generative modeling for Rhino
In the example below (a napkin holder), I've been doing the array of spheres by hand; basically creating section curves, then using ArrayCurve to place the spheres and adjusting where needed.
I can do something like this in GH by taking a set of curves, dividing them by a value slightly larger than the spheres and then placing a sphere at each point. This method can't stagger them the way I want to so is not useful for this type of surface population.
In this case it's an oval cylinder but in other cases it could be a half dome or flat surface.
Does anyone have a solution to this problem which produces the effect I get in my JPG?
Hi Anjy: Try this surface and see what you can do with it.
Script a little heavy and slow. As I do it for automatic Pave it has the nuances. It should work for all surfaces, but with a dome is worse, as the dome has the big difference in sizes at the basis and at top. In case of a dome it will be necessary to reduce radius of spheres... or see the topic about geodesic dome Geodesic Dome... Best Regards
Thanks my friend. I'll fool around with it a bit. Looks rather interesting. I think I might try to find a way to play with the hex grid as it approaches the crown of a dome. Reducing the count while maintaining the size. (I admit to having no particular solution in mind).
Hi Igor and Anjy: Try playing around with this surface. I've been messing with it a bit and have had some peculiar results. I'm interested in seeing what you fellows can do with it.
This is an interesting problem and I've been thinking about it a great deal.
When I first started experimenting with this, if you look at my earlier GH, I used divide by length upon the ISOcurves rather than number, where length was the fixed diameter of my prototype sphere.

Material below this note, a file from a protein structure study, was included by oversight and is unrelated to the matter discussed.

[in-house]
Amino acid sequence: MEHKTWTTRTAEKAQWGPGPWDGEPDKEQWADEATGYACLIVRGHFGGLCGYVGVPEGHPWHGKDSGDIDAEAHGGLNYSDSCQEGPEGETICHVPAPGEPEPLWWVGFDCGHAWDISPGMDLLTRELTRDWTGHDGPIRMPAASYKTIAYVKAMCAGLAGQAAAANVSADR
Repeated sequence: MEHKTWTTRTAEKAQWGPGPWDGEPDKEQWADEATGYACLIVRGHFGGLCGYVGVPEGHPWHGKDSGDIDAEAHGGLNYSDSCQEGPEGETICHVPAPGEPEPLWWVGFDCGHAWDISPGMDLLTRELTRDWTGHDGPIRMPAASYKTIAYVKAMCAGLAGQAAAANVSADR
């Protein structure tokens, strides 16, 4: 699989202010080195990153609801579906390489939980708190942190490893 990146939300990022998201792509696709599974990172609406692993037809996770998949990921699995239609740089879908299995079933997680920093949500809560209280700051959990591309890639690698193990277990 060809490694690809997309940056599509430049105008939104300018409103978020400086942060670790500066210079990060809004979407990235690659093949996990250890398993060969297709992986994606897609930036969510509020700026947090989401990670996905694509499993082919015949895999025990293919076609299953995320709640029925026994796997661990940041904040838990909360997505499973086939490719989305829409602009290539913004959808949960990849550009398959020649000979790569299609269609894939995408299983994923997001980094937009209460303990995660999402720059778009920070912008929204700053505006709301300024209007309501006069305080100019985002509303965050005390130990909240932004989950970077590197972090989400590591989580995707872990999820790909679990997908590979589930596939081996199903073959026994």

That way, I thought, as the length of the ISOcurves changes along the height of my dome/shape the number of spheres along the line would change to fit. This works pretty well. The problem was shifting the alternate ISOcurve seams to get a psuedo staggered effect. I don't mind some overlap if the result is aesthetically pleasing (wink).
This only worked along the ISOcurves until the length started to change appreciably. Then the stagger factor varied. This was okay for my purposes since I was working with a fixed size sphere and could expect this.
I suppose that one could very slightly change the diameter of the spheres to make them fit more closely. If this variance stayed very low (maybe in the 1 or 2% range) then this would give the effect of a consistent tessellation.
Igor's Idea of using a hexagonal grid and placing spheres at the centroids is an excellent one as well.
The problem is that once you begin to vary the curvature of the target surface, as in my dome, the hex cells compress because he's using a rectangular array and projecting it onto a domed surface. If there was some way to reduce the cell count as the ISO curve length decreased then this might work better as well.
Another solution might be, as hinted at by Igor, using a geodesic dome with regular cells approximating the dome structure. Since my proto sphere diameter is typically 1 unit and the dimensions are typically around 40 x 18 x 20 units this result in a density of 14400 per dome. The faceted nature of the Geodesic would be smoothed out by the sheer number of cells. Another way to look at this would be to populate the vertices of a polyhedron which approximates the dome.
Unfortunately I have no idea how to do this. But I'm really eager to see what you folks come up with. Meanwhile I'm playing with both sets of definitions to understand them.
I don´t get the correction default radius of your definition ,
the point is to create a definition where sphere are perfectly tangent.
Do you think it can be achieved or maybe it is already the case ,if yes why these corrections ?
In the definition I have found out serious errors over which now I work. The basic idea was to arrange objects structured on hexagonal grid according to curvature and non-uniformity of a surface. As it is known with hexagons it is possible ideally tilling a plane but not a curve surface. For example the size of a dome along the basis is more than at the top. Therefore there was an idea to measure (for example) a dome along some isolines, to compare to the same measurements along an ideal surface on which the initial grid is located, and according to these measurements to arrange the grid centres on a dome in regular intervals(to stretch or compress along these directions). The received factors of change of length can be used for change of diameters of spheres.
Ufff.... I hope you understend my english...
For an example of Geodesic Dome a script written by Gabriel Krause, difficult enough, but giving excellent splitting.